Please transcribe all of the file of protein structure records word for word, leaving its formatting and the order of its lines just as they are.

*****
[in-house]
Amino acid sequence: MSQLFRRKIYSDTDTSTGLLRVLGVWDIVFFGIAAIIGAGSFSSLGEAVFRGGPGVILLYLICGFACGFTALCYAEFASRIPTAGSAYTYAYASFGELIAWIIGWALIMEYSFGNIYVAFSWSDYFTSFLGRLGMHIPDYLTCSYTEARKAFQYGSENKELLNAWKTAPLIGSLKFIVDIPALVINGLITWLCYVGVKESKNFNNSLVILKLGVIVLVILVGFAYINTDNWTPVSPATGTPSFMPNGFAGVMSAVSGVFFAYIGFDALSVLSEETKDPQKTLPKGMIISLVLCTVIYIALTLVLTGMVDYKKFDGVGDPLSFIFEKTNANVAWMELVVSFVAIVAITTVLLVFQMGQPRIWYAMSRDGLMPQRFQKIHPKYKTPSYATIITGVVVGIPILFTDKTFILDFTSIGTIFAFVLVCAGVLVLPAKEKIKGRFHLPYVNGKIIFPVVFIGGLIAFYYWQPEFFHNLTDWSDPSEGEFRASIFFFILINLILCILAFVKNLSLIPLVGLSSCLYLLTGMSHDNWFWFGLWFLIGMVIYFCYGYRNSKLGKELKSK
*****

[in-house]
Amino acid sequence: MSQLFRRKIYSDTDTSTGLLRVLGVWDIVFFGIAAIIGAGSFSSLGEAVFRGGPGVILLYLICGFACGFTALCYAEFASRIPTAGSAYTYAYASFGELIAWIIGWALIMEYSFGNIYVAFSWSDYFTSFLGRLGMHIPDYLTCSYTEARKAFQYGSENKELLNAWKTAPLIGSLKFIVDIPALVINGLITWLCYVGVKESKNFNNSLVILKLGVIVLVILVGFAYINTDNWTPVSPATGTPSFMPNGFAGVMSAVSGVFFAYIGFDALSVLSEETKDPQKTLPKGMIISLVLCTVIYIALTLVLTGMVDYKKFDGVGDPLSFIFEKTNANVAWMELVVSFVAIVAITTVLLVFQMGQPRIWYAMSRDGLMPQRFQKIHPKYKTPSYATIITGVVVGIPILFTDKTFILDFTSIGTIFAFVLVCAGVLVLPAKEKIKGRFHLPYVNGKIIFPVVFIGGLIAFYYWQPEFFHNLTDWSDPSEGEFRASIFFFILINLILCILAFVKNLSLIPLVGLSSCLYLLTGMSHDNWFWFGLWFLIGMVIYFCYGYRNSKLGKELKSK